Coastal Heritage Society Presents The 2017 Revolutionary Perspectives Lecture Series

Staff Report From Savannah CEO

Friday, September 8th, 2017

Coastal Heritage Society invites the public to attend this year’s Revolutionary Perspectives Lecture Series on Sept. 26th, Oct. 3rd and Oct. 17th. The annual free event series will focus on a wide variety of topics unique to to Savannah’s storied past. Each lecture will have a reception from 6:30 to 7 pm and a presentation from 7 to 8 pm in Savannah History Museum, 303 Martin Luther King Jr. Blvd., Savannah, GA 31401.

"Revolutionary Perspectives is a chance for us to highlight untold histories right here in Savannah, traversing topics likely unfamiliar even to many longtime Savannah residents,” said Emily Beck, Coastal Heritage Society’s Manager of Interpretation. “We are excited to have Georgia Southern University's Dr. Solomon K. Smith and CHS Historical Interpreter Ben Wheeler exploring the fascinating and varied conflicts of 18th century Georgia, and we are thrilled this year to feature an educational performance by the Geechee Gullah Ring Shouters with a special introduction by Armstrong State University's Dr. Michael Benjamin."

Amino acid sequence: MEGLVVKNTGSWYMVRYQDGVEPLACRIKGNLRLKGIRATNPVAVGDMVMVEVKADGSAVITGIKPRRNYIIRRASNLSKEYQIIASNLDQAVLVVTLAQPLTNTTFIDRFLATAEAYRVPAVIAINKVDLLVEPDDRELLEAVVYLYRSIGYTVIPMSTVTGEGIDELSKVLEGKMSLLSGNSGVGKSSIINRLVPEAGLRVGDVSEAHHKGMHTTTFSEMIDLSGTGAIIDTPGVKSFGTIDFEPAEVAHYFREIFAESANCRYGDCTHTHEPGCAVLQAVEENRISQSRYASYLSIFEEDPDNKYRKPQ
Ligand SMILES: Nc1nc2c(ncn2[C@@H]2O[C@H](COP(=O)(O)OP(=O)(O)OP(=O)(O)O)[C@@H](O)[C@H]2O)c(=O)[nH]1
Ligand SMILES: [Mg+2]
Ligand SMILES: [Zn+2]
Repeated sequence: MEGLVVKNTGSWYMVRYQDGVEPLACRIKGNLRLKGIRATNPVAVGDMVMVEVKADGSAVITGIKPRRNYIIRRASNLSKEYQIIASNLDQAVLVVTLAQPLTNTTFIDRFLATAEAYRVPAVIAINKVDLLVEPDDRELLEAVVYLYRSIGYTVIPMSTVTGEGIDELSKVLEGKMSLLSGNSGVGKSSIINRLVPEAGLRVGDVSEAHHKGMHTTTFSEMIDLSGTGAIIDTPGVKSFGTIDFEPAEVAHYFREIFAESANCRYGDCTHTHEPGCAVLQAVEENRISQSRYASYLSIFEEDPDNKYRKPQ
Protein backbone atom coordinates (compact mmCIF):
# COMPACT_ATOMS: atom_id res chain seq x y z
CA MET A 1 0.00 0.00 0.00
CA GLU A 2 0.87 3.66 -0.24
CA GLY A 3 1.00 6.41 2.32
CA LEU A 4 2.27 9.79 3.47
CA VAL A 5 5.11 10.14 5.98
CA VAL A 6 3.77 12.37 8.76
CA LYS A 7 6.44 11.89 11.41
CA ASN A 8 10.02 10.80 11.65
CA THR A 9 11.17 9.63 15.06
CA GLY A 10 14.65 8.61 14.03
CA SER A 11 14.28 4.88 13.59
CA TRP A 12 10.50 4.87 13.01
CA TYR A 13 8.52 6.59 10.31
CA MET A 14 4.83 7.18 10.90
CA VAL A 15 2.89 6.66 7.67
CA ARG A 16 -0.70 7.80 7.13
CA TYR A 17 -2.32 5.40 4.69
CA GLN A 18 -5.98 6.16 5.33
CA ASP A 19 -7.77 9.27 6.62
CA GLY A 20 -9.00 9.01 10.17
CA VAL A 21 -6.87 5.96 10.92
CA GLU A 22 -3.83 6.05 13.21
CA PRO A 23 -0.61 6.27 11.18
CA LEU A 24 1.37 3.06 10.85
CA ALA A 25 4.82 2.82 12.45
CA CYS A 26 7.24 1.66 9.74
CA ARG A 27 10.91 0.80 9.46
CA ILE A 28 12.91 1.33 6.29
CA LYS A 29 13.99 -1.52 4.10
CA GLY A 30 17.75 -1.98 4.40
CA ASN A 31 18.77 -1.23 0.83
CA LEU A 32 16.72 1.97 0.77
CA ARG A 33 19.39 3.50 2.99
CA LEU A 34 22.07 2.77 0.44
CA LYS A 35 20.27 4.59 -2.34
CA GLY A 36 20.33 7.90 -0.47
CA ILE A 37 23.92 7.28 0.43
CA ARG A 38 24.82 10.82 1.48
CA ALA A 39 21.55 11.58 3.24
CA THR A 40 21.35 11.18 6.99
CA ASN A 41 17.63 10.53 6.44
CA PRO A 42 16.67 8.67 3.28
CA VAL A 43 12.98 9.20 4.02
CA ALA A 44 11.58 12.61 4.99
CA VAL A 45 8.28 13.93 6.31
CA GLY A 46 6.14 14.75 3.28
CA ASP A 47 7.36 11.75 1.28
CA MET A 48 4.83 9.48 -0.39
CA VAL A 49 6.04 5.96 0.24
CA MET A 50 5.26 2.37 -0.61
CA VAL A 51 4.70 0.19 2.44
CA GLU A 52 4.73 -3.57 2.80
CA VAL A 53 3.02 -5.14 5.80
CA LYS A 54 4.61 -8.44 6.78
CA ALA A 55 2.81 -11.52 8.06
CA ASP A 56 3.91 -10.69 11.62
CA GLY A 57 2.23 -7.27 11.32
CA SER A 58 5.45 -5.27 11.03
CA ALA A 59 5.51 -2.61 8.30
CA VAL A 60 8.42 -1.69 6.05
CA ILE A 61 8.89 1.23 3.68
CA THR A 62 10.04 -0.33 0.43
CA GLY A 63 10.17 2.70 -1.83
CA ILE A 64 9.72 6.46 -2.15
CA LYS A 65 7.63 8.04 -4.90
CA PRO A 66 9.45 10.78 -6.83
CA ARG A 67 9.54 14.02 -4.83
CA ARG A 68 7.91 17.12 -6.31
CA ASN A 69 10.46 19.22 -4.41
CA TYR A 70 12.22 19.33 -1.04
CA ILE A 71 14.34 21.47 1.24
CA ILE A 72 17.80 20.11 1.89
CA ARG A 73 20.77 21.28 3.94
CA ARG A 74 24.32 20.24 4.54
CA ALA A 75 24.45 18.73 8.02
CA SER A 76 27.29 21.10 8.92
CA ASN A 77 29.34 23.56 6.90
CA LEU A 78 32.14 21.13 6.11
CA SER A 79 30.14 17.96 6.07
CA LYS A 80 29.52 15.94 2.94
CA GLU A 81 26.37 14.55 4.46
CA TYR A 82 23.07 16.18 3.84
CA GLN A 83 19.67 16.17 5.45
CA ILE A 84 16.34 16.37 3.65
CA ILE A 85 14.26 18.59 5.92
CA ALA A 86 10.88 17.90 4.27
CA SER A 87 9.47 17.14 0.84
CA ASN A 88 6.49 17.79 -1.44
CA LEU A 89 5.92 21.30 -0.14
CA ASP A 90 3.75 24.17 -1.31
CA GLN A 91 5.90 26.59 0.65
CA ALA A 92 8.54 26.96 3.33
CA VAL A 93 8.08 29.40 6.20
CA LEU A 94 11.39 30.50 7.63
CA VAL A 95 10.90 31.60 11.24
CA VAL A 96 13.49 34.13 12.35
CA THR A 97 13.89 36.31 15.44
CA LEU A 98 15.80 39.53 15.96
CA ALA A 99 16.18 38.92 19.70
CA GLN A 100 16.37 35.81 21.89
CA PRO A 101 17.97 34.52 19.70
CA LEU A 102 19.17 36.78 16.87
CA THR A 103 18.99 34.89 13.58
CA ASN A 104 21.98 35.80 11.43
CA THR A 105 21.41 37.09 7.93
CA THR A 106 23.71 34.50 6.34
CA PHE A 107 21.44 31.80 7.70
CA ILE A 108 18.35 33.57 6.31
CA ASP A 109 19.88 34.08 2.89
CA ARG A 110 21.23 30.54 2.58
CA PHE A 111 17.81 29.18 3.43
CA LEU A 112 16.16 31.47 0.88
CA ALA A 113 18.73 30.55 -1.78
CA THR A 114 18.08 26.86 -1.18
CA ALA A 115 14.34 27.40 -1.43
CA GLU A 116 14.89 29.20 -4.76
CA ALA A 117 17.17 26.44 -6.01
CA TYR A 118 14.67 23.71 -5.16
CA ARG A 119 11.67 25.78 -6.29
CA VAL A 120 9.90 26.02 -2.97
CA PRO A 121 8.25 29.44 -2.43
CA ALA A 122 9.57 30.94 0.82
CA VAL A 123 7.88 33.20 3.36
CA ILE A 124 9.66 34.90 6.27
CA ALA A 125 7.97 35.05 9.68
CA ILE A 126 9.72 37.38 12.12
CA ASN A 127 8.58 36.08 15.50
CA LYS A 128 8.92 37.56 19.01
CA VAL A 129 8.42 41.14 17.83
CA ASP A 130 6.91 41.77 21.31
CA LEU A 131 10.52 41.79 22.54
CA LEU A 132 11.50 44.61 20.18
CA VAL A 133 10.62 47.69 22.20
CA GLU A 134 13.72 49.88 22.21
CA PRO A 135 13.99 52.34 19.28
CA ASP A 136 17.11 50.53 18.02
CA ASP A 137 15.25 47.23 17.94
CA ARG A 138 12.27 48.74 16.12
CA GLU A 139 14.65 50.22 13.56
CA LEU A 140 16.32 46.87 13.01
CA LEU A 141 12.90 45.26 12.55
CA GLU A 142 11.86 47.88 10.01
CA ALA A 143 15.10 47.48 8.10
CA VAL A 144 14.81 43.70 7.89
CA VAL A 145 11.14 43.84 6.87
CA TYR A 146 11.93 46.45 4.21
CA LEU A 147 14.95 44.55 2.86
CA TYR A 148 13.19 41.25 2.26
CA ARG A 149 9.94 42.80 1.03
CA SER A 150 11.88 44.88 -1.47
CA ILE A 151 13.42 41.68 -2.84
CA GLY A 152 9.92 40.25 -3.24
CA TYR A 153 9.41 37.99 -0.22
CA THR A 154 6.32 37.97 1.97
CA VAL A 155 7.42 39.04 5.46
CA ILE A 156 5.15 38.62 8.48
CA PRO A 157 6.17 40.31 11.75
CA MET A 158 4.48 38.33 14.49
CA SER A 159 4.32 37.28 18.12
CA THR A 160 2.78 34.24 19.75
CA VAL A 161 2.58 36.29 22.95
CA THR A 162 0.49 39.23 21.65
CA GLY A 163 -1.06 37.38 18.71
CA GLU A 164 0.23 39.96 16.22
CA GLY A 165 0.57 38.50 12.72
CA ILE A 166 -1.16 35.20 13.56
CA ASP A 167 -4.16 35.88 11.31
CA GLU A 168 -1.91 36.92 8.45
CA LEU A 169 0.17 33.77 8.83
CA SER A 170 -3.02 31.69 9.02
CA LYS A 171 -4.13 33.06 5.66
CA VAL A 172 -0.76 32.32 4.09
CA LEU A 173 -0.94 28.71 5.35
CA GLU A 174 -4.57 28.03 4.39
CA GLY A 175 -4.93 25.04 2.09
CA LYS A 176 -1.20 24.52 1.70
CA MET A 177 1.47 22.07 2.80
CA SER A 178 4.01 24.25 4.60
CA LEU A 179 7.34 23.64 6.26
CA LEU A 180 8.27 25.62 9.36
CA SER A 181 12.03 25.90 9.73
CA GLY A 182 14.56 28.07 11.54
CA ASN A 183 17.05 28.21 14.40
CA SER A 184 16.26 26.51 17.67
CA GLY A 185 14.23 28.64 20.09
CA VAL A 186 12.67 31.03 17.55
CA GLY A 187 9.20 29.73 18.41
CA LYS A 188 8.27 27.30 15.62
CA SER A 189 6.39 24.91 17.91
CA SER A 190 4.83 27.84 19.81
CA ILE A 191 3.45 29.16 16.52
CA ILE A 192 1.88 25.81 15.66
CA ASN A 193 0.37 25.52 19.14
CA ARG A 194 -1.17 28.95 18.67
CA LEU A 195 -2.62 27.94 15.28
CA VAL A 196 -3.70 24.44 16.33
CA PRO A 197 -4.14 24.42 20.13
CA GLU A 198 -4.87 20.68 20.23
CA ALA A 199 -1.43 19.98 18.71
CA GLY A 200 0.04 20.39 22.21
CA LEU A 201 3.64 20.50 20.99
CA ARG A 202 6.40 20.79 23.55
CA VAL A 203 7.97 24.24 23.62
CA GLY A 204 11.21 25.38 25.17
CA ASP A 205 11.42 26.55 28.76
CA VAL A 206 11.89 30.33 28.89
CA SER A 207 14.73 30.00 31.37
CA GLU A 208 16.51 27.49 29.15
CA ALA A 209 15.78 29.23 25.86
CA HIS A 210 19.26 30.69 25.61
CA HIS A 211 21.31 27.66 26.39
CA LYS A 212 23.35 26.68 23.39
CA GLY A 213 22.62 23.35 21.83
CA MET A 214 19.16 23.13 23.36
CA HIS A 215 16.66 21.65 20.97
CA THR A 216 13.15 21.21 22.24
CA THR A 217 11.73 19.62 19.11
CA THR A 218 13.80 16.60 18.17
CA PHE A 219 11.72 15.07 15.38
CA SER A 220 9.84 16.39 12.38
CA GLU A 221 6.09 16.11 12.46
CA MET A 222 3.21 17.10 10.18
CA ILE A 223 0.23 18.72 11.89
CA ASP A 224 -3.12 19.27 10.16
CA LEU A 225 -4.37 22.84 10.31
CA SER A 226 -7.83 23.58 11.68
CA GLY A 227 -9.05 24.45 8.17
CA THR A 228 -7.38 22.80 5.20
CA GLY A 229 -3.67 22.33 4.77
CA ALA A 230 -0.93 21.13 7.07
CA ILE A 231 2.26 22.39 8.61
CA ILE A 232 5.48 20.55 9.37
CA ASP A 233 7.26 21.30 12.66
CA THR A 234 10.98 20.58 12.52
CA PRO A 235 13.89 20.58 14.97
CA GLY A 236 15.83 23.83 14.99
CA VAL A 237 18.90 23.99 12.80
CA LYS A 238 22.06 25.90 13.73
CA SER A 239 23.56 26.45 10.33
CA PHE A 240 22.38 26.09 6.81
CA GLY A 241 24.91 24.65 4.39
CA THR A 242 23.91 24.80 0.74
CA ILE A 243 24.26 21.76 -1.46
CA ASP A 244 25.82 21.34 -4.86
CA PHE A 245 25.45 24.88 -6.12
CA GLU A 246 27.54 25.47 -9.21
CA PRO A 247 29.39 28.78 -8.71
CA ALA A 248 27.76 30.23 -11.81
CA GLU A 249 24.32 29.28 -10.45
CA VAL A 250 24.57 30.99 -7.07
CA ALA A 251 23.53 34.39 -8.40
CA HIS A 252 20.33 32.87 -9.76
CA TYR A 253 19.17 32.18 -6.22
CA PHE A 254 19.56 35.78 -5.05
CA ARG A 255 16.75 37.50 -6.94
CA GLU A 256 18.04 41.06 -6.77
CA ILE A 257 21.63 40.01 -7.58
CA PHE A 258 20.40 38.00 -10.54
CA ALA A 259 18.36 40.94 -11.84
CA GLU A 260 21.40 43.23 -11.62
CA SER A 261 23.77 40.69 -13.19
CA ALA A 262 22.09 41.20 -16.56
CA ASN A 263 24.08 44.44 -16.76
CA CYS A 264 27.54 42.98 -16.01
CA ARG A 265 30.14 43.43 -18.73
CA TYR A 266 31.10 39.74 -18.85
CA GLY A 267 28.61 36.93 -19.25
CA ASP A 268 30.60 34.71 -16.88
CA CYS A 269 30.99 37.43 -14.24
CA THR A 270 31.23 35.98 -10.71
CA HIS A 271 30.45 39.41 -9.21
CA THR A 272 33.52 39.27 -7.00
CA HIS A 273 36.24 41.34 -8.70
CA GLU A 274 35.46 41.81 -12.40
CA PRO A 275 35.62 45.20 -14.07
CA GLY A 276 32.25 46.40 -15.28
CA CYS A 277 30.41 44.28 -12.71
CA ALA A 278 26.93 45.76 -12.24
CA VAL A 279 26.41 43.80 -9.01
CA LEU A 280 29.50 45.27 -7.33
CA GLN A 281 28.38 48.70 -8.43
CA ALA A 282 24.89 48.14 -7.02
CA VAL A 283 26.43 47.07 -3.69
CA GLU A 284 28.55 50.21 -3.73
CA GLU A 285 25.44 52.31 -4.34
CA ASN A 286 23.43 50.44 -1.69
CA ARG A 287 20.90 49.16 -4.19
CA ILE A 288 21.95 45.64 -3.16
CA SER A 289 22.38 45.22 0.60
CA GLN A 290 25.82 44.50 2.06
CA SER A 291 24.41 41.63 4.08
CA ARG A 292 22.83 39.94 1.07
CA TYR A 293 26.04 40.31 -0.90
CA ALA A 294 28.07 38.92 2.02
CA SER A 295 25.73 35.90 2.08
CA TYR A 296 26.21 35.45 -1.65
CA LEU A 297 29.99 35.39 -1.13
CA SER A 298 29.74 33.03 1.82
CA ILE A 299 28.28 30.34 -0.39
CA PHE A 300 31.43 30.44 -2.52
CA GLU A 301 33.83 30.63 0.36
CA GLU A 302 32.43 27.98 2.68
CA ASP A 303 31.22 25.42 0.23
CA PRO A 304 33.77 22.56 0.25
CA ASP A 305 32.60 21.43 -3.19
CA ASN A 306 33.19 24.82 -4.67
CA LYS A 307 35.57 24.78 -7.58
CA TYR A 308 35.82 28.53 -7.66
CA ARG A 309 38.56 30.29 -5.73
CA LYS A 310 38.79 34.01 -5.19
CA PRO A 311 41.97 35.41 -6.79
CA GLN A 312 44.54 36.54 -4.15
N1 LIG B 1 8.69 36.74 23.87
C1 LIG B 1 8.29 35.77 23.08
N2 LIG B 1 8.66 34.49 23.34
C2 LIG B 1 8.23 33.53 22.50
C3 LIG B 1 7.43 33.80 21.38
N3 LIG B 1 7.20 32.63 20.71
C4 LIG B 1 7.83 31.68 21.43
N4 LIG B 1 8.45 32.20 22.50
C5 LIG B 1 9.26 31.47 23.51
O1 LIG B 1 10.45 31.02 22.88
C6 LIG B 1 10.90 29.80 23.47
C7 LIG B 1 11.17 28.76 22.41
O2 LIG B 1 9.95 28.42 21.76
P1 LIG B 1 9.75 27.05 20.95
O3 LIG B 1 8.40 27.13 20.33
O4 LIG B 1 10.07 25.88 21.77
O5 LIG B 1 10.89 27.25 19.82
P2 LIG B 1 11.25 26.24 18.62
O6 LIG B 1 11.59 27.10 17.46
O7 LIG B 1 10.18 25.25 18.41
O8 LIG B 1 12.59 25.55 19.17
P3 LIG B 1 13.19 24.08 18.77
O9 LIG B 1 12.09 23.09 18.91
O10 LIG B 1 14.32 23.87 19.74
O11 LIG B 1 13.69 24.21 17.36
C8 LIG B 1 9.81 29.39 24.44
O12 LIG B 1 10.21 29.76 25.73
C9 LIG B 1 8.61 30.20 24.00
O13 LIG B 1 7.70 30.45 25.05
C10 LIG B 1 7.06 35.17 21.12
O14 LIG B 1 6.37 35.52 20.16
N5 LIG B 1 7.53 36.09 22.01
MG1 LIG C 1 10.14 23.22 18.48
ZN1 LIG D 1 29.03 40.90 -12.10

The first lecture on Sept. 26th will be presented by Coastal Heritage Society Historical Interpreter, Ben Wheeler. Wheeler’s lecture will focus on diplomacy between Colonial Georgia and Spanish Florida.

The second lecture on Oct. 3rd will be presented by Dr. Solomon K. Smith, Associate Professor of Early American History and the American Revolution at Georgia Southern University. A native of Texas, Smith earned his Ph.D. in history at the University of Georgia in 2009 and has authored several journal articles on both teaching and historical subjects. His lecture will be on Lt. Col. James Grant and the cause of the Anglo-Cherokee War, 1758–1761.

To complete the lectures, on Oct. 17th the Geechee Gullah Ring Shouters will perform. Armstrong State University’s Dr. Michael Benjamin will provide an introduction for the group. The origins of ring shouting are based in African dance and the first written accounts of ring shouting date from the 1840s. The religious ritual was first practiced by African slaves in the West Indies and United States.